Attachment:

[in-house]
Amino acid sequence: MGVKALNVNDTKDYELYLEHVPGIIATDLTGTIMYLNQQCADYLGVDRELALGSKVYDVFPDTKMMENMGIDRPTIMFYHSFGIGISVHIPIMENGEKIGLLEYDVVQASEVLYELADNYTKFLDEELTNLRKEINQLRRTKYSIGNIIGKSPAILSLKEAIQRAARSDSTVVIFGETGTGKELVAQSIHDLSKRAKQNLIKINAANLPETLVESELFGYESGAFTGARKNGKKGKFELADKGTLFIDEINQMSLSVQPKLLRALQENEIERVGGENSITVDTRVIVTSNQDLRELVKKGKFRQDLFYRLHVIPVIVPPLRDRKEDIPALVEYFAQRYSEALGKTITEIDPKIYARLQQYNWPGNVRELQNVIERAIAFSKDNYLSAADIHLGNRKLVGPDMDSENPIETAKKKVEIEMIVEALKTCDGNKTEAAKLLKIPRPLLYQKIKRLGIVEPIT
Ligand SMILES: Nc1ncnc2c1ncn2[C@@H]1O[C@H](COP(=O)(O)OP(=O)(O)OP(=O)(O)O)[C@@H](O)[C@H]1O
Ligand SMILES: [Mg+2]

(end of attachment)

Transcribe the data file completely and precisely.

[in-house]
Amino acid sequence: MGVKALNVNDTKDYELYLEHVPGIIATDLTGTIMYLNQQCADYLGVDRELALGSKVYDVFPDTKMMENMGIDRPTIMFYHSFGIGISVHIPIMENGEKIGLLEYDVVQASEVLYELADNYTKFLDEELTNLRKEINQLRRTKYSIGNIIGKSPAILSLKEAIQRAARSDSTVVIFGETGTGKELVAQSIHDLSKRAKQNLIKINAANLPETLVESELFGYESGAFTGARKNGKKGKFELADKGTLFIDEINQMSLSVQPKLLRALQENEIERVGGENSITVDTRVIVTSNQDLRELVKKGKFRQDLFYRLHVIPVIVPPLRDRKEDIPALVEYFAQRYSEALGKTITEIDPKIYARLQQYNWPGNVRELQNVIERAIAFSKDNYLSAADIHLGNRKLVGPDMDSENPIETAKKKVEIEMIVEALKTCDGNKTEAAKLLKIPRPLLYQKIKRLGIVEPIT
Ligand SMILES: Nc1ncnc2c1ncn2[C@@H]1O[C@H](COP(=O)(O)OP(=O)(O)OP(=O)(O)O)[C@@H](O)[C@H]1O
Ligand SMILES: [Mg+2]